During the past few days, when both Mr. Gore and Gingrich visited China, much was written about the "One China" policy. As Taiwanese, we believe that this is an ambiguous and confusing concept, which should be discarded. The major reason why this policy is now outdated, is that the situation in Taiwan has changed drastically: we have achieved a democratic political system, and want to be accepted as a full and equal member in the international community.
In 1945, Taiwan -- which was part of the Japanese Empire -- was "temporarily" occupied by the Chiang Kai-sheks troops on behalf of the Allied Forces. When Chiang lost his Civil War in 1949, he moved the remainder of his troops and government to Taiwan, and ruled with an iron fist. In the February 28 incident of 1947, his troops massacred between 18,000 and 28,000 Taiwanese elite. The Taiwanese people, who comprise 85% of the islands population, were thus oppressed, and became unwilling pawns in a bigger chess-game between the two Chinese adversaries.
From 1949 through the late 1960s the United States recognized the Kuomintang regime in Taipei as the government of China. It held the seat in the United Nations, kept up the pretense of representing China, and did not allow the Taiwanese any say in their political future.
When in the 1970s the United States and other Western nations recognized the Communist regime in Beijing as the government of China, the KMTs fiction was discarded, but was replaced by another fiction: the creative ambiguity of the Shanghai Communiqué, in which the Beijing authorities were recognized as the government representing China, but in which the United States stated that it acknowledged the Chinese position, that there is but one China, and that Taiwan is part of China.
Did the wording of the Shanghai Communiqué mean that the US "recognized" that Taiwan is part of China ? The answer is an unequivocal no. The USA simply took note of the Chinese position, but did not state its own position on the matter. However, over time, this distinction started to blur, and some began to interpret the wordings of the 1970s as to mean precisely what they were not meant to be: "accept or recognize."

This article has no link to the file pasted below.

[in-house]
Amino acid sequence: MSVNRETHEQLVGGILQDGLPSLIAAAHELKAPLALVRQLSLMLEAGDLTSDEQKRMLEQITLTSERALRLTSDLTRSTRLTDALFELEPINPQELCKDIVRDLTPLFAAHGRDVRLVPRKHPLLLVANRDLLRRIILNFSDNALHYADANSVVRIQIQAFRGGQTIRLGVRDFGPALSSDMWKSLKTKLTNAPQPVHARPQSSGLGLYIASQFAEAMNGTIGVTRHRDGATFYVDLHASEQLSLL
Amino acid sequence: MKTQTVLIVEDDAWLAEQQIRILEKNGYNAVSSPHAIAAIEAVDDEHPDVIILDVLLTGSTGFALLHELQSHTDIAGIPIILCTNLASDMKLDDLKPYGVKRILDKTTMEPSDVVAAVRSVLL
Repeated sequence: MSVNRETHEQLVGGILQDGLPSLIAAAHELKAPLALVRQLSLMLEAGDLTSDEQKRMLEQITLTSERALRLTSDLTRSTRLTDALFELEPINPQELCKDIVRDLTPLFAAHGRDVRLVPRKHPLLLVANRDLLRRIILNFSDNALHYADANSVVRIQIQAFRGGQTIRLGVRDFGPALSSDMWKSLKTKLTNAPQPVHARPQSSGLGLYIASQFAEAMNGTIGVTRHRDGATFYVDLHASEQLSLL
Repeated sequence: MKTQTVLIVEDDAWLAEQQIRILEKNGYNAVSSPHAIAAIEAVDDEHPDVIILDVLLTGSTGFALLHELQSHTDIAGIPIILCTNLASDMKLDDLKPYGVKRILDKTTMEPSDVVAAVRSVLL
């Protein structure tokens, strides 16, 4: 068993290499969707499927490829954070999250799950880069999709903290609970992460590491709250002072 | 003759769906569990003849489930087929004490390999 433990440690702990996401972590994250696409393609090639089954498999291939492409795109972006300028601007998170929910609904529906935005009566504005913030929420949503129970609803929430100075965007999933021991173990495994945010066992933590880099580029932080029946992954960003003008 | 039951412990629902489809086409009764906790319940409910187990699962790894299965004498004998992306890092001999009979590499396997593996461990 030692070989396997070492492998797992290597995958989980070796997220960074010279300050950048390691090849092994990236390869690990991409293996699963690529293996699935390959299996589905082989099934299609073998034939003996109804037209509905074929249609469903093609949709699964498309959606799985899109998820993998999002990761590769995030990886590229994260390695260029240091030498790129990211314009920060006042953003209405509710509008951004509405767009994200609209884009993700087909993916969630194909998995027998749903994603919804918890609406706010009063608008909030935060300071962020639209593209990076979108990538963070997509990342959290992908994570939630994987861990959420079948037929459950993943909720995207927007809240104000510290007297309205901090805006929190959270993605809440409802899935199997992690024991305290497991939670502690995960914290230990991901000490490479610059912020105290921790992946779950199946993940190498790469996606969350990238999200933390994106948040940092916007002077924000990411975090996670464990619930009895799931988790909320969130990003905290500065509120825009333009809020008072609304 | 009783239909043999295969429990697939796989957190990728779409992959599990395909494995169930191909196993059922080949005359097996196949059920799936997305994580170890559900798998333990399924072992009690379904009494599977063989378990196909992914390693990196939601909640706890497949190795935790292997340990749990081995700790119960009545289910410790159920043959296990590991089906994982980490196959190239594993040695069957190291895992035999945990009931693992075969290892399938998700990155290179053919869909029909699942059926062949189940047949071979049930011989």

In any case, for the people of Taiwan any communiqués between other countries such as the United States and China are not binding and of little relevance, because they were made without any consultation with, or representation of, the people of Taiwan.
During the past fifteen years a totally new situation evolved: we Taiwanese achieved our transition towards a democratic system. There is thus a new and democratic Taiwan, in which the overwhelming majority of the population does not want to be a part of a repressive, dictatorial, and corrupt China, but cherishes its own Taiwanese identity, language, culture, and newfound political freedom. This new nation wants to find its own place under the sun, contribute not only economically, but also politically to the international community, and be accepted as a full member of the international family of nations, in particular the United Nations.
It is necessary for the rest of the world, and particularly the United States and Europe, to live up to the principles of universality and democracy on which the United Nations were founded, to accept Taiwan as a full and equal partner, and recognize it under the heading of a new and realistic One Taiwan, One China policy.
China would do well to accept Taiwan as a friendly neighbor, instead of perpetuating an old and anachronistic Civil War. The Taiwanese themselves didnt have anything to do with that Civil War and their future should not be held hostage to it.
This would not alter international recognition of the authorities in Beijing as the government of mainland China, but would specifically state that according to the basic principles agreed upon in the context of the United Nations, it is up to the Taiwanese people themselves to determine their own future. It is up to the international community to guarantee that this is done freely, without any coercion by China.
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